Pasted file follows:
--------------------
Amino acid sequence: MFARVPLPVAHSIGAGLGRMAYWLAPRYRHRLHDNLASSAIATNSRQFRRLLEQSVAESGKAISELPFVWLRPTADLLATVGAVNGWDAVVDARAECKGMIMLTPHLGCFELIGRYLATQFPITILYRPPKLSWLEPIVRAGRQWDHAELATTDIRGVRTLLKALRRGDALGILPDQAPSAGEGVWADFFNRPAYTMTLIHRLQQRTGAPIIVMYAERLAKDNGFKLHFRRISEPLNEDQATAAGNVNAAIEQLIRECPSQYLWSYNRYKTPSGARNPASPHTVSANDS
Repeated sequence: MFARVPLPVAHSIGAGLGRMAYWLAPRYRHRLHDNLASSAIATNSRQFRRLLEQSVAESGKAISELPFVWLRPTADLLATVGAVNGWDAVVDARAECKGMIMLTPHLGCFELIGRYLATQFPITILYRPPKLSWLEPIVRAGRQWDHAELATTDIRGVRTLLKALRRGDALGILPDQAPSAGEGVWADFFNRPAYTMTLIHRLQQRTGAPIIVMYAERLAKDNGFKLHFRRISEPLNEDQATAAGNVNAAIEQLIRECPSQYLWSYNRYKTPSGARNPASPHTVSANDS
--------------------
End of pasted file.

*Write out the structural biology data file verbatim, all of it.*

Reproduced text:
Amino acid sequence: MFARVPLPVAHSIGAGLGRMAYWLAPRYRHRLHDNLASSAIATNSRQFRRLLEQSVAESGKAISELPFVWLRPTADLLATVGAVNGWDAVVDARAECKGMIMLTPHLGCFELIGRYLATQFPITILYRPPKLSWLEPIVRAGRQWDHAELATTDIRGVRTLLKALRRGDALGILPDQAPSAGEGVWADFFNRPAYTMTLIHRLQQRTGAPIIVMYAERLAKDNGFKLHFRRISEPLNEDQATAAGNVNAAIEQLIRECPSQYLWSYNRYKTPSGARNPASPHTVSANDS
Repeated sequence: MFARVPLPVAHSIGAGLGRMAYWLAPRYRHRLHDNLASSAIATNSRQFRRLLEQSVAESGKAISELPFVWLRPTADLLATVGAVNGWDAVVDARAECKGMIMLTPHLGCFELIGRYLATQFPITILYRPPKLSWLEPIVRAGRQWDHAELATTDIRGVRTLLKALRRGDALGILPDQAPSAGEGVWADFFNRPAYTMTLIHRLQQRTGAPIIVMYAERLAKDNGFKLHFRRISEPLNEDQATAAGNVNAAIEQLIRECPSQYLWSYNRYKTPSGARNPASPHTVSANDS